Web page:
Material misrepresentations and your clients
By Frank N. Darras
One of the most devastating mistakes that a prospective policyholder can make is not reviewing their own insurance application during the agent/broker interview. Why is it so important to make sure that your clients are reviewing their own applications thoroughly before submission to the carrier? Often times, the insured will argue when the carrier raises the except fraud or material misrepresentation defense that the agent/broker misheard, misunderstand, or misreported health, occupational, or financial information.
What potentially could happen when you don't have your clients thoroughly review their application before submission? The insurance carrier might deny the claim based on a material misrepresentation. What does this mean? In the simple terms, material misrepresentation is a misstatement or an omission on an insurance application form. A rescission based on material misrepresentation may not just cost the insured her policy, but may expose you to a lengthy and costly legal battle.
Remember, it's tough out there in a declining economy to find folks interested in purchasing life, health or disability products. Once you get them to the kitchen table, you have to walk them through all the features, advantages and benefits of the policy and the carrier you are recommending. Often times, pricing, policy comparisons and unfamiliar legal terms need explanation.
The application is often rushed just because there is so much to cover. Be smart and very, very careful. You built your business on your stellar reputation. Your relationship with the carrier for which you sell depends on a quality book of business, not a basket of material misrepresentations or except fraud legal battles.
For example, a New York lower court decision found an insurance agent could potentially be held responsible for misrepresentations in a life insurance application. In the case, the insured failed to disclose that she regularly consumed large amounts of alcohol and had recently received treatment at a residential substance abuse facility. This information became known after her death, and the carrier rescinded the policies due to a material misrepresentation. The deceased's husband sued the agent, alleging he failed to advise the insured of the importance of providing truthful answers to all the questions on the policy application.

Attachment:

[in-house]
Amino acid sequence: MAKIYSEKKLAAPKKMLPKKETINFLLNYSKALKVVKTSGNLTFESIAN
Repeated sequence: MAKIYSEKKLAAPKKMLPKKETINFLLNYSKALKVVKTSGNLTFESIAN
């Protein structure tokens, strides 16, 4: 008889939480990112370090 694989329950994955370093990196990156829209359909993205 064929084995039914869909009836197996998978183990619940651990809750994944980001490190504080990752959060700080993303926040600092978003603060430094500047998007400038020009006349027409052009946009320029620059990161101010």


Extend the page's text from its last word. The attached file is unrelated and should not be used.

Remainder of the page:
Under New York law, insurance agents are not held responsible for misrepresentations in insurance applications signed by the insured, where the insured attests to the truthfulness of the information provided. Both of these elements existed in this case. There is an exception, however, where the agent and the insured had a fiduciary relationship. Such a relationship can exist where the agent provides services beyond assisting the applicant in purchasing insurance. In this case, the agent provided the insured and her husband with financial advice. The trial court found that because of this additional service, he owed the insured a fiduciary duty.
The case was appealed and ultimately the agent received a reversal of the lower court's decision. Even though the agent won the case, the amount of time, potential loss of reputation and out-of pocket-defense dollars was substantial.
Statistics have shown that one in five people think it is okay to lie on an insurance application. Insurance companies are more sensitive to the nature and extent of the questions asked on the application, the manner and method of how applications are taken, and if the insured was told to read the entire application before signing.
Many states give the insurance companies the right to look back to determine if there was a material misrepresentation or omission in the application. Even if the misrepresentation had nothing to do with the policyholder's death, a life insurance company may deny the claim.
What can you do as an agent to ensure that your clients or their beneficiaries do not encounter a denial on the grounds of misrepresentation? The most effective means is for you and your client to review the application prior to submission. Read the application question verbatim, exactly as they are written on the application. Make sure the prospective insured thoroughly reads and understands what they are signing and that you have exhausted any questions they may have about what is being asked.
What you may find after a thorough examination of the application is that there may be some discrepancies in what you heard or what your client thought the question meant. By ensuring the application is fully correct and no omissions have been made, your client will not run the risk of having a denial of their claim.
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